“I walked into the very best situation -- I said it once, I’ll say it a thousand times -- that anybody could walk into,” Pagano said. “Now it’s just my job, our job, the staff’s job, we always talk about us. It’s unity over self. It’s all of us. Team first. It’s Coach Nagy’s vision. It’s just our job to make sure that we do the right thing and put these guys in the right spots so that they can play fast and continue to build on the foundation that’s already been laid.”
Back in January I wrote this article, Don’t assume the 2019 Bears defense will decline with Chuck Pagano calling plays, and I feel even more strongly about that now. Pagano won’t sell out on the blitz every play, but he is a calculated blitzer and we’ve seen evidence of some interesting looks at camp so far. He’ll move his linebackers around, he’ll stand his defensive ends up, he’ll bring a safety up to the line of scrimmage, he’ll send a corner, and he’ll mix in some zone blitzes so he’s not putting his coverage in jeopardy.
And speaking of coverage, Pagano is an extremely adept secondary coach and he can disguise coverages with the best of them, something Fangio did as well.
Look, I know the odds are that the Bears are going to see some defensive regression in 2019, which is something our own Josh Sunderbruch dissected back in March. Josh broke down the historical numbers with an emphasis on turnovers and sacks, and while it’s hard to argue against those two numbers not going down for the Bears in 2019, I did find a couple arguments to the contrary.
The Bears were tied for 3rd in the NFL with 50 sacks a year ago, which was eight more than they had in 2017. Last year was the first year of the Khalil Mack experience in Chicago, so the bump was expected. While Vic Fangio did blitz on occasion, he was usually content to allow his pass rushers to get home on their own. Pagano will bring the heat more often, which could put them in position to get burned more, but it could also increase their sack numbers.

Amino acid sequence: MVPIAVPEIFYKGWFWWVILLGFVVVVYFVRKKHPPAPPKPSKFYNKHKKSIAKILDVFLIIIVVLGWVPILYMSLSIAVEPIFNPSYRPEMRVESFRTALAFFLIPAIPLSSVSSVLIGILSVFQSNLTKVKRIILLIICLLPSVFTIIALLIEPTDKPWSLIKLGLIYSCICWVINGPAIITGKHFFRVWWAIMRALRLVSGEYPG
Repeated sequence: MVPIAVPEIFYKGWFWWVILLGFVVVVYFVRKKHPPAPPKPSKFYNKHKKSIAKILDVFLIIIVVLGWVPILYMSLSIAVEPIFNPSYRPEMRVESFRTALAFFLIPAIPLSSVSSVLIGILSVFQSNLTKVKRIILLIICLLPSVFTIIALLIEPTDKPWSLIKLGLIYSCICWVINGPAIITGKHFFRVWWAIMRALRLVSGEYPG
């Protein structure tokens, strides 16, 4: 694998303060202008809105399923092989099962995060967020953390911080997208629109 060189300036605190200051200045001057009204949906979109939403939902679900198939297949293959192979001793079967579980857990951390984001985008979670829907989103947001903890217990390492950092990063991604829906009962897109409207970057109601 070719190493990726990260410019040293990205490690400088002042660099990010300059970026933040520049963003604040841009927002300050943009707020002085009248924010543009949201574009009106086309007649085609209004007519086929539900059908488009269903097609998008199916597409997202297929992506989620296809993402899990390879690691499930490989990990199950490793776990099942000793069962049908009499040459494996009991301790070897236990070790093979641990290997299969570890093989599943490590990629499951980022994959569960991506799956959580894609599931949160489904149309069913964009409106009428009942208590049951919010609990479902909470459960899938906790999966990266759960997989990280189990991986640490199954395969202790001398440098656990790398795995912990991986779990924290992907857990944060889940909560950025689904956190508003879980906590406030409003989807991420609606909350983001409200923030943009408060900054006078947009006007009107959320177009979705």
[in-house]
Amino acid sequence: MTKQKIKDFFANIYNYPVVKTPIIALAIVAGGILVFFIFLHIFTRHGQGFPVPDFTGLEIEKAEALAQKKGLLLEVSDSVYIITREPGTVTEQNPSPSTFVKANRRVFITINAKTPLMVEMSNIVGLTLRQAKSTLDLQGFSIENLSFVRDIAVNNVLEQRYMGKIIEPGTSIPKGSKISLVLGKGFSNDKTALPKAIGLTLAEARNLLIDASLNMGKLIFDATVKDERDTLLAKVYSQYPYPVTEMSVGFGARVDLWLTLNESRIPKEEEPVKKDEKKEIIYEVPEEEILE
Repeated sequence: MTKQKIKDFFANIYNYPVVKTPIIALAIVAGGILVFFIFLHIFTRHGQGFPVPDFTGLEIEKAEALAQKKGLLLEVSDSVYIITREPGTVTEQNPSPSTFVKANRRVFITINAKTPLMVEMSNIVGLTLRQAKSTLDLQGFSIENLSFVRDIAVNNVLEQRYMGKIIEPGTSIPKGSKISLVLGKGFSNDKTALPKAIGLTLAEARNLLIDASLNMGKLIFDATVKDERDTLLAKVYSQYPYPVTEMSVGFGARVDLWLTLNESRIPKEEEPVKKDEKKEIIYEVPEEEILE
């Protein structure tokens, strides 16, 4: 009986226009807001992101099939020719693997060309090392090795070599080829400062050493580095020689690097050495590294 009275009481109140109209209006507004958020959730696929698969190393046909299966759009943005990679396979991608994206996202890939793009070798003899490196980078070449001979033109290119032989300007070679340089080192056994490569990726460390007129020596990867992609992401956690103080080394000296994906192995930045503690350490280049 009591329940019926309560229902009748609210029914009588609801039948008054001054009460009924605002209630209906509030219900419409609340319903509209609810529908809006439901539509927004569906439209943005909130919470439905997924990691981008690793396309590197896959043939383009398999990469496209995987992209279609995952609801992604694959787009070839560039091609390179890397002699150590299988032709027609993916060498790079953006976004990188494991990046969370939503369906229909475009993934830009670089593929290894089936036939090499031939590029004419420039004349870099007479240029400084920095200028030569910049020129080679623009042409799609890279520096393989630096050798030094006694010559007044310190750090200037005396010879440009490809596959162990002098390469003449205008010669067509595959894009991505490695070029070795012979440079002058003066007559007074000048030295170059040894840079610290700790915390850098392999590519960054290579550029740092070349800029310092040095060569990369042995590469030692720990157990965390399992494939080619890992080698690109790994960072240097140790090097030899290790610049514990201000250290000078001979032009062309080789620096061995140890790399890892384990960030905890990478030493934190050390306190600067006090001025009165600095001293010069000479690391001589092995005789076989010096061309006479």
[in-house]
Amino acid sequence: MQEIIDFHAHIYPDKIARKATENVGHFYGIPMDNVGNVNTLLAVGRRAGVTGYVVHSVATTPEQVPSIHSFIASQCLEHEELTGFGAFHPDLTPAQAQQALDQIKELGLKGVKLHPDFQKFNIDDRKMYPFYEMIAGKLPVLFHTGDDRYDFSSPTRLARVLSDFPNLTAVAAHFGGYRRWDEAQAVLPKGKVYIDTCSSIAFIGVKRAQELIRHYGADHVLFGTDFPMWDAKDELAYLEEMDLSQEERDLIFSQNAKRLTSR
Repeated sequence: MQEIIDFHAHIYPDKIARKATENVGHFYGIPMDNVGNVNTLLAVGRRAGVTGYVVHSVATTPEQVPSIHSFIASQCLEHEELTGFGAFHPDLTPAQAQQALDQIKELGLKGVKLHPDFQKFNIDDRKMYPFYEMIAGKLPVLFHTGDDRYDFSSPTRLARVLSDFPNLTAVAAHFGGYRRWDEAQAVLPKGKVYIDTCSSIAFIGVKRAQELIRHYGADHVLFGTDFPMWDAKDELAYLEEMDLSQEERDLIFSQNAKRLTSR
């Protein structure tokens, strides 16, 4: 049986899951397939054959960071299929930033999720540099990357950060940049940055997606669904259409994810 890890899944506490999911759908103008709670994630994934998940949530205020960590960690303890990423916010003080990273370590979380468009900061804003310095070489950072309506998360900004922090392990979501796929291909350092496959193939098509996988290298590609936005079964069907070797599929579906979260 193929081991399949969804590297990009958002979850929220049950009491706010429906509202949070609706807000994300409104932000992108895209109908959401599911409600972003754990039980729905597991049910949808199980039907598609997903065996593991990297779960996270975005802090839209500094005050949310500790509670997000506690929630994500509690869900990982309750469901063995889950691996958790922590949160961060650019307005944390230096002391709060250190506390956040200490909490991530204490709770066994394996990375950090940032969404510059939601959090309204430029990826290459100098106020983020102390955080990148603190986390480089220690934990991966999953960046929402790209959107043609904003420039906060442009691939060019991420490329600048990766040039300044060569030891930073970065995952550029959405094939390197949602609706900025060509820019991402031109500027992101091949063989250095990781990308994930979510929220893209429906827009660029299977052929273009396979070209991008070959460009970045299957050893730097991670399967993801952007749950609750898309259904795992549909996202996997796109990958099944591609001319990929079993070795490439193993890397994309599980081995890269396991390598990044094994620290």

Did you realize that in Pagano’s year as the Baltimore Ravens defensive coordinator (2011), their sacks increased by 21 and their quarterback hits increased by 27? Pagano will design inventive ways to get his pass rushers home and that could lead to more sacks.
More sacks could also lead to more turnovers, as there could be more opportunities for strip sacks, and more pressure could lead to quarterbacks throwing earlier than they’d like, or to more errant throws, which leads me to takeaways.
History says that takeaways aren’t sustainable year to year, and since Chicago lead the league with 36 in 2018, getting anywhere near that number again is next to impossible.
Or is it?
Did you realize that during the nine seasons that Lovie Smith coached the Bears, his defenses averaged 34.4 takeaways each year?
His defenses were not only well coached, but they had talent at every level.
Does that last sentence remind you of anyone?
Regression, while likely, isn’t a foregone conclusion, and while some of the numbers could dip from 2018, they could rank even higher in DVOA.
For those that want even more in-depth defensive predictions, I gave my picks on the stat lines for 13 different Bears in my latest article here. I got the 2019 Bears’ D having 3 All-Pros and 6 Pro Bowlers.